Researchers discover first live birth evidence in pre-dinosaur reptile

Researchers discover first live birth evidence in pre-dinosaur reptile

Its fossil was one of many astonishingly well-preserved specimens from new "Luoping biota" locations in south-western China.

The new fossil is an unusual, long-necked animal called Dinocephalosaurus, an archosauromorph that flourished in shallow seas of South China in the Middle Triassic.

Dinocephalosaurus had a long neck and sharp teeth. "It looks superficially like the legendary Nessie".

While the embryo inside the fossil was small - around half a metre (1.6 feet) in size - it showed the tell-tale signs of being a Dinocephalosaurus, including elongated ribs and a long neck. Furthermore, the somewhat curved position was typical for am embryo. Second, the embryo's neck was pointing forward.

The young Dinocephalosaurus was facing forward in the abdominal cavity, allowing scientists to dismiss the possibility it was prey as it would have been swallowed head first. There were no known fossils like this (marine vertebrates of this age) from Australia.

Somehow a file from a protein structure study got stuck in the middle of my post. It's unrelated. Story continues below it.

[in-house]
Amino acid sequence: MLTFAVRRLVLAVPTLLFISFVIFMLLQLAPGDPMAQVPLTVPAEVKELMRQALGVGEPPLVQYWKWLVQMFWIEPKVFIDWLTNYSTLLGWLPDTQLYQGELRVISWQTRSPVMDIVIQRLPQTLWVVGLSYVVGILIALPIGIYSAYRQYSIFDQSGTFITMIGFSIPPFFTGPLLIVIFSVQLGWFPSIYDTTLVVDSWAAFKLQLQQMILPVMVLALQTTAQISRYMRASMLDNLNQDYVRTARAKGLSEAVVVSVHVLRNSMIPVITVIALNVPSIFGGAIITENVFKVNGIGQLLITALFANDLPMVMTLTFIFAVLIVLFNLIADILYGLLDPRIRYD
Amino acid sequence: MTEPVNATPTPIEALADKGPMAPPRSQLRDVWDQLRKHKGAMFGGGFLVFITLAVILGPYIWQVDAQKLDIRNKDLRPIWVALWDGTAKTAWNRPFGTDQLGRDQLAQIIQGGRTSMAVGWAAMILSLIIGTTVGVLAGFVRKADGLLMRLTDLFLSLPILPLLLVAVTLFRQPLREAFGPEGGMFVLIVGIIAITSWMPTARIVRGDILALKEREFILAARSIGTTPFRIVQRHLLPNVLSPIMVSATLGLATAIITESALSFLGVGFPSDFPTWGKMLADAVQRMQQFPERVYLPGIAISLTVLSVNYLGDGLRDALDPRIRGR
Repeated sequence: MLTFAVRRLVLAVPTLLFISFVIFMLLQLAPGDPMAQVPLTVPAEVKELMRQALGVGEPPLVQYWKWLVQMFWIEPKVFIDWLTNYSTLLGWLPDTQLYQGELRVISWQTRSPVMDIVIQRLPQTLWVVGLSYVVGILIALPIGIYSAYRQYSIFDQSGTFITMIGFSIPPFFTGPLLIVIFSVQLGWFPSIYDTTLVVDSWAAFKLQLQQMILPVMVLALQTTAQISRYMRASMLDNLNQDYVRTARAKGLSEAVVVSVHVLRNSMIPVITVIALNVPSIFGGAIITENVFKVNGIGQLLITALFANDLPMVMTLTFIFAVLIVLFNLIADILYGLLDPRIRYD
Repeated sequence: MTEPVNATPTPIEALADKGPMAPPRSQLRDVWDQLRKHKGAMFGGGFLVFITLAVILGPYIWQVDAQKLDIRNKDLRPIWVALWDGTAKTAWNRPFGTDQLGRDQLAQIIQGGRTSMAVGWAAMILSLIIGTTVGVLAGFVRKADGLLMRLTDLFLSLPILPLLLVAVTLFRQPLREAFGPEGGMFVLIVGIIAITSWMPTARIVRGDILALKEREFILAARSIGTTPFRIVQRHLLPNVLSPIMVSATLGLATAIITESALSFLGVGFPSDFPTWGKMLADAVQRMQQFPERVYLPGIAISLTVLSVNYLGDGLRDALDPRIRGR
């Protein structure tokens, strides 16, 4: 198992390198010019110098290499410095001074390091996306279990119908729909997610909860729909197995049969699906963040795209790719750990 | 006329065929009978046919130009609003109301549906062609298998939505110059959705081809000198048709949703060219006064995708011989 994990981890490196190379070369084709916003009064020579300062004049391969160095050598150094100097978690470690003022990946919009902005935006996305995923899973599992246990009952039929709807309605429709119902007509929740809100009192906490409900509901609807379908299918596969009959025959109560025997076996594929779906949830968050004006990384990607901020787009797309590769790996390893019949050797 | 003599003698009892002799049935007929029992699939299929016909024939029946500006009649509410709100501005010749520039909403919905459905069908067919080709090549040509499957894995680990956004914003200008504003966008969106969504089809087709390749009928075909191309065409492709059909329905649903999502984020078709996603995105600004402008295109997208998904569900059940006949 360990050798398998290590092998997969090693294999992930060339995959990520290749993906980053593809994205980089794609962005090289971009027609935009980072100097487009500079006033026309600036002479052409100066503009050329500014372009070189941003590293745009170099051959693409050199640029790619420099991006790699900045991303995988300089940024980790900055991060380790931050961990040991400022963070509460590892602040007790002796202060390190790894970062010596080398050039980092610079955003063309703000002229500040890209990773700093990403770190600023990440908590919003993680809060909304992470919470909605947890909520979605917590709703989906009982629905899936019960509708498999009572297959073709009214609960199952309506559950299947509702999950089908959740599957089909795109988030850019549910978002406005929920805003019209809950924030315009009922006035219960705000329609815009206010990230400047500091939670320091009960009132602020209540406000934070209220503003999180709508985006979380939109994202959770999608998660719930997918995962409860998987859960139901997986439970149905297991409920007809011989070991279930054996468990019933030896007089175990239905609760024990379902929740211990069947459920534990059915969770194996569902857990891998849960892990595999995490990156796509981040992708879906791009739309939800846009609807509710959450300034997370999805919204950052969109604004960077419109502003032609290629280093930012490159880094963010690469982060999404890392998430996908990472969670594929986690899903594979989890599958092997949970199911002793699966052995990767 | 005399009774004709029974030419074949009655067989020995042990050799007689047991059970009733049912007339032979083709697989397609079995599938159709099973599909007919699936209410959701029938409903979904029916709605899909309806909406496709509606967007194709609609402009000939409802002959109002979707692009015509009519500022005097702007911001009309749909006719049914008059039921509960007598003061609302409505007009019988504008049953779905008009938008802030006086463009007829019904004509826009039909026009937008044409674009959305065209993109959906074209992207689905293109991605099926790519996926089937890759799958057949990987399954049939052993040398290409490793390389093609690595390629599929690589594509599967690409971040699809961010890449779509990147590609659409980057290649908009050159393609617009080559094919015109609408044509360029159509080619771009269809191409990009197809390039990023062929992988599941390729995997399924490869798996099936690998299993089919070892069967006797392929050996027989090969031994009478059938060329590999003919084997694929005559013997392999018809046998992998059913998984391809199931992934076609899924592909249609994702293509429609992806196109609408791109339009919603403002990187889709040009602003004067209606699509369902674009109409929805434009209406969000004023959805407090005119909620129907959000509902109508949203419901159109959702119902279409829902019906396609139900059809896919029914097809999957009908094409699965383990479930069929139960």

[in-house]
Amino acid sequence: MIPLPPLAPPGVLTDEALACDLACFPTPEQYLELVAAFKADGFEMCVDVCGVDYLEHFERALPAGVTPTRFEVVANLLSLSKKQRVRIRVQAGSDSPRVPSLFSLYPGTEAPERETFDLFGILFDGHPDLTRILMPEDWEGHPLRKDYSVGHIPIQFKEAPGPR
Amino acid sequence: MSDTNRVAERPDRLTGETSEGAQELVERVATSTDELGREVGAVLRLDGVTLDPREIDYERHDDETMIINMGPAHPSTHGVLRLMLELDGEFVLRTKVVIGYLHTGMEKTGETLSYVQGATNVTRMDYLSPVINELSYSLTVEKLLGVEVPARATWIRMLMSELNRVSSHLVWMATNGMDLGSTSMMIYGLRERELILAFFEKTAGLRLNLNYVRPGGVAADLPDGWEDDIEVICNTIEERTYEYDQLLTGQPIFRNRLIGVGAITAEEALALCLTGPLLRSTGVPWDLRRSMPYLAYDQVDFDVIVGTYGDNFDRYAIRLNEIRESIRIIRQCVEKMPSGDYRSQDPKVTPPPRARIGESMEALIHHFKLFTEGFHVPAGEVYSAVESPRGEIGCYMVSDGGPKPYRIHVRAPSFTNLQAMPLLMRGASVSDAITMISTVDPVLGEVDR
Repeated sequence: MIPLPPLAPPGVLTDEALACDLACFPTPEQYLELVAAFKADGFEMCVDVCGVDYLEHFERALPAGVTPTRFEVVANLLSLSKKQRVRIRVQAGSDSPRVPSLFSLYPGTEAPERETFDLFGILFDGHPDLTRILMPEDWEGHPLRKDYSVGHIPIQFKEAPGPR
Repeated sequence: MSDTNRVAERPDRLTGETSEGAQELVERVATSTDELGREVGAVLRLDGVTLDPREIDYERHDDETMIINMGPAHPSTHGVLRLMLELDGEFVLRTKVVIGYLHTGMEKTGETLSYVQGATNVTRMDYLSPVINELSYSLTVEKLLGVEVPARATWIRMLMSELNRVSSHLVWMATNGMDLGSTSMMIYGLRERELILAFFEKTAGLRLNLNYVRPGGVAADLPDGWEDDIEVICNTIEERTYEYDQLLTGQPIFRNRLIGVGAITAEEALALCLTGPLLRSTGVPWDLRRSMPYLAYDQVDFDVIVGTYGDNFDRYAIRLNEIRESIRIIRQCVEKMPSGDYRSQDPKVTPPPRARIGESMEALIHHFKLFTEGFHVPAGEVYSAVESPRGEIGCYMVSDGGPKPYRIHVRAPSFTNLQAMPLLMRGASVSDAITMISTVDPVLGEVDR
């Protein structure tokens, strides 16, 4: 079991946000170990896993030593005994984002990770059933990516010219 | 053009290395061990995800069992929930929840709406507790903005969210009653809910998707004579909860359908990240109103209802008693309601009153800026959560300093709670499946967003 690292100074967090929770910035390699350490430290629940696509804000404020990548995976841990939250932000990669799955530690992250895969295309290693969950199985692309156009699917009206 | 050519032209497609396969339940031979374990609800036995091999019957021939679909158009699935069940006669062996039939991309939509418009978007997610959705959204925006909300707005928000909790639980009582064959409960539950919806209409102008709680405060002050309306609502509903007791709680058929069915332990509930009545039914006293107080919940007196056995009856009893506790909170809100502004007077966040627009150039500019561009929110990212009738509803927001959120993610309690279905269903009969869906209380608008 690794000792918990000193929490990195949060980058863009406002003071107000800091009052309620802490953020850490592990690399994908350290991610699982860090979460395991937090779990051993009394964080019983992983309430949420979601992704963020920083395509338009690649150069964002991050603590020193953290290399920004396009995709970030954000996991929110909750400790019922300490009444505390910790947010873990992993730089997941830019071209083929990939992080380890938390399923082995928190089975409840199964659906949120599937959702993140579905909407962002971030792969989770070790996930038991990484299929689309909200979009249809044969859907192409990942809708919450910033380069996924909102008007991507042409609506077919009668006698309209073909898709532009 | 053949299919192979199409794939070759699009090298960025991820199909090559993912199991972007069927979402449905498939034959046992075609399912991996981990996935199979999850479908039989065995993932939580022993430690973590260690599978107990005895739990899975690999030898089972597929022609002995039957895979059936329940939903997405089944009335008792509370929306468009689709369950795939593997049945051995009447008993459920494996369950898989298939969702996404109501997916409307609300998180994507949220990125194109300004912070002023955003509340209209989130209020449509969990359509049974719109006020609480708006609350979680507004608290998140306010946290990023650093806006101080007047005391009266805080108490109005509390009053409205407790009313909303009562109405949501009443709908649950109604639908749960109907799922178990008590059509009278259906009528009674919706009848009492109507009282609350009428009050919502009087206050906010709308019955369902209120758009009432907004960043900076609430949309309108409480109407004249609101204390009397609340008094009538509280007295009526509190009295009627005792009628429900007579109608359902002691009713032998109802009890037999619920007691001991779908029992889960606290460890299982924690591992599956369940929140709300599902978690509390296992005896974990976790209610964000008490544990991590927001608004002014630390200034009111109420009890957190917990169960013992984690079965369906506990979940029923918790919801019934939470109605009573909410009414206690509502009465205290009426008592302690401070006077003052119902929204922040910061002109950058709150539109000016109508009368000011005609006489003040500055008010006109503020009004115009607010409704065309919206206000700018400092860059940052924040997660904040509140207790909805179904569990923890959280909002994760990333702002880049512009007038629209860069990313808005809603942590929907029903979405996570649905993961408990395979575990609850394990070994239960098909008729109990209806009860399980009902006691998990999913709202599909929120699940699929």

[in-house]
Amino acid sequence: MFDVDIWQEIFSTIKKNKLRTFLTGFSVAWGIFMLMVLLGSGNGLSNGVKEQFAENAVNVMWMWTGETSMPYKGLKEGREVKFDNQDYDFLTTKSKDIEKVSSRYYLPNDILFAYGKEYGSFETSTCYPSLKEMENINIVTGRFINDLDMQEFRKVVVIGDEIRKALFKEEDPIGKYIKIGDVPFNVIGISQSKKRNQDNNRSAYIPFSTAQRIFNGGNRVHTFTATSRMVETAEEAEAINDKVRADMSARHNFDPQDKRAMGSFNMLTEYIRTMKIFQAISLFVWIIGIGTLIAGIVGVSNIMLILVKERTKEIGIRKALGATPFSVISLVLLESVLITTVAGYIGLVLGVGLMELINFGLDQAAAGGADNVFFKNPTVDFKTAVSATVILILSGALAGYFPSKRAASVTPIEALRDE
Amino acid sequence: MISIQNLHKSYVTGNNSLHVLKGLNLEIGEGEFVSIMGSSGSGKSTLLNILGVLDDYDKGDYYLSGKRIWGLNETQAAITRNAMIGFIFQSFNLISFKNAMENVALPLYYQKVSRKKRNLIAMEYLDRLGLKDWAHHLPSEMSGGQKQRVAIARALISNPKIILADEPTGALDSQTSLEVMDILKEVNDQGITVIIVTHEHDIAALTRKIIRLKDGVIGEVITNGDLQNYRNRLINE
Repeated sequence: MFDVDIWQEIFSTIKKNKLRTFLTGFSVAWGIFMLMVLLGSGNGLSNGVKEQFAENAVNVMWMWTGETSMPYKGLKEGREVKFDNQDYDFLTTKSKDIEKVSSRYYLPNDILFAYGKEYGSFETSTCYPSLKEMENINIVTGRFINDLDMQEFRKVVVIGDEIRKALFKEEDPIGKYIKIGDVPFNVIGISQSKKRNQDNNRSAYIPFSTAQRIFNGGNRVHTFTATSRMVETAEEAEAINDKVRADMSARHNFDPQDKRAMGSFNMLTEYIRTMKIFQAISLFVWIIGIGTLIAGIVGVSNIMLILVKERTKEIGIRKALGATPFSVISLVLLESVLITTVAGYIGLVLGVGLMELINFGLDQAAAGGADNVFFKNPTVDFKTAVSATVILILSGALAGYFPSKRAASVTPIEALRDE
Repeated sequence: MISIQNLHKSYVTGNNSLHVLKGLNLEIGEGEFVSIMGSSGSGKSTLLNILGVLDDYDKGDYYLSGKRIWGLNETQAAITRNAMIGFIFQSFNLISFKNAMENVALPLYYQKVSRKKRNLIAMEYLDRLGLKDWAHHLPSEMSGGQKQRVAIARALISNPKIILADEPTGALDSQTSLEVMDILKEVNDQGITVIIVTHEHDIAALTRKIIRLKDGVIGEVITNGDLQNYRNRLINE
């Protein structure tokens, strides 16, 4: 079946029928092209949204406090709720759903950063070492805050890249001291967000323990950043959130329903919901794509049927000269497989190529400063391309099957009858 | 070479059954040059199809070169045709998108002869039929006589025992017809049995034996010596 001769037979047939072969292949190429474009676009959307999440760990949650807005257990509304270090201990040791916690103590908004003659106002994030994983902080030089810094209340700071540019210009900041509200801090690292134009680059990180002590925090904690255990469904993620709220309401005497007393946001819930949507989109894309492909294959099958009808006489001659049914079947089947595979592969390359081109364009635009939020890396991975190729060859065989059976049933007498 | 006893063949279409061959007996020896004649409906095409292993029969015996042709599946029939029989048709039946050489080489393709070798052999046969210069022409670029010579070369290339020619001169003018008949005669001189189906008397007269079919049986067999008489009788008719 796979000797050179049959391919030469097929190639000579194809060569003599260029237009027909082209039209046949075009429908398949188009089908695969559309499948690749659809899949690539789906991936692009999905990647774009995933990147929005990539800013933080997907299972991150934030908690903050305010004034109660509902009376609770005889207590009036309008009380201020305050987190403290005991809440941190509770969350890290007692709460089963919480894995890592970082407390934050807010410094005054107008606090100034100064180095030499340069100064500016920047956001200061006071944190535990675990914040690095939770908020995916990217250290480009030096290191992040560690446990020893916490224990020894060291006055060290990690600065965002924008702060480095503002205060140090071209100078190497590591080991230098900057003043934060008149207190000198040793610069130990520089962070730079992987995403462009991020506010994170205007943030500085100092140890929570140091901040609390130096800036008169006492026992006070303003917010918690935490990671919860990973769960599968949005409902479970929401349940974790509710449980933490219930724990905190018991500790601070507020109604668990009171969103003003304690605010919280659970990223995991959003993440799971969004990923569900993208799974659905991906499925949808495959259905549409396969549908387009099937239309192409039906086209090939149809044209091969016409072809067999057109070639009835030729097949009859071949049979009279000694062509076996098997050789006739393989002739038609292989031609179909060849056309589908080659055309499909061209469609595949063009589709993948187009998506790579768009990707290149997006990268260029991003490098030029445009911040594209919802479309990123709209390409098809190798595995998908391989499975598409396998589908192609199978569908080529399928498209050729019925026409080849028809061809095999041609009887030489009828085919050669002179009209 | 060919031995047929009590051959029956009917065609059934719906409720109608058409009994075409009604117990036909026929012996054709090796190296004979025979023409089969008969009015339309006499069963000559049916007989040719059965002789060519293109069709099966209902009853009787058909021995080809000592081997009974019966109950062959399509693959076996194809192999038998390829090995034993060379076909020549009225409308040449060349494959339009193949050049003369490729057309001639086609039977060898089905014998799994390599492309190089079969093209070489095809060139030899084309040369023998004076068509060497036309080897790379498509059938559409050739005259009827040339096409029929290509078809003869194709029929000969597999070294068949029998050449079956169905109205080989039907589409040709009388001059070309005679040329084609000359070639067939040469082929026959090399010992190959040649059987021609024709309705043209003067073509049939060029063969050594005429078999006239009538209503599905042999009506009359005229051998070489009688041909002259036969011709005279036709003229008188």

Egg-laying animals typically deposit eggs holding embryos that are much less developed than the one found inside the mother Dinocephalosaurus, the research team noted. "The ancestors of Dinocephalosaurus lived on land - live birth was likely an adaptation that helped it reinvade the marine environment".

Today's birds and crocodiles along with extinct dinosaurs also make up the archosaur group.

"Our discovery pushes back evidence of reproductive biology in the clade by roughly 50 million years", write the researchers, "and shows that there is no fundamental reason that archosauromorphs could not achieve live birth".

Further, Liu said that researchers have not found any elements of a calcified eggshell around the embryo's skeleton, which proves the animal gave birth instead of laying eggs.

Lead author Professor Jun Liu from Hefei University of Technology China, said the researchers were "excited" when they first saw this embryonic specimen. "It obtains the best solution possible based on the current situation".

The discovery of this pregnant dino-relative has implications for our understanding of how the ancestors of crocodiles, such as Dinocephalosaurus, determined the sex of their offspring.

The gender of a crocodile's offspring is influenced by environmental factors. All those creatures are known to give birth that way.

Scientists who discovered the 245-million-year-old creature with its young curled inside its belly initially did not want to jump into conclusion since the smaller animal inside the ribcage could have been the larger creature's last meal.

"Reptilian eggs can not be incubated underwater; amniote embryos in shelled eggs must exchange respiratory gases with the environment across the eggshell, and this exchange is much slower in water than in air", researchers wrote in their study, which was published in Nature Communications on February 14.

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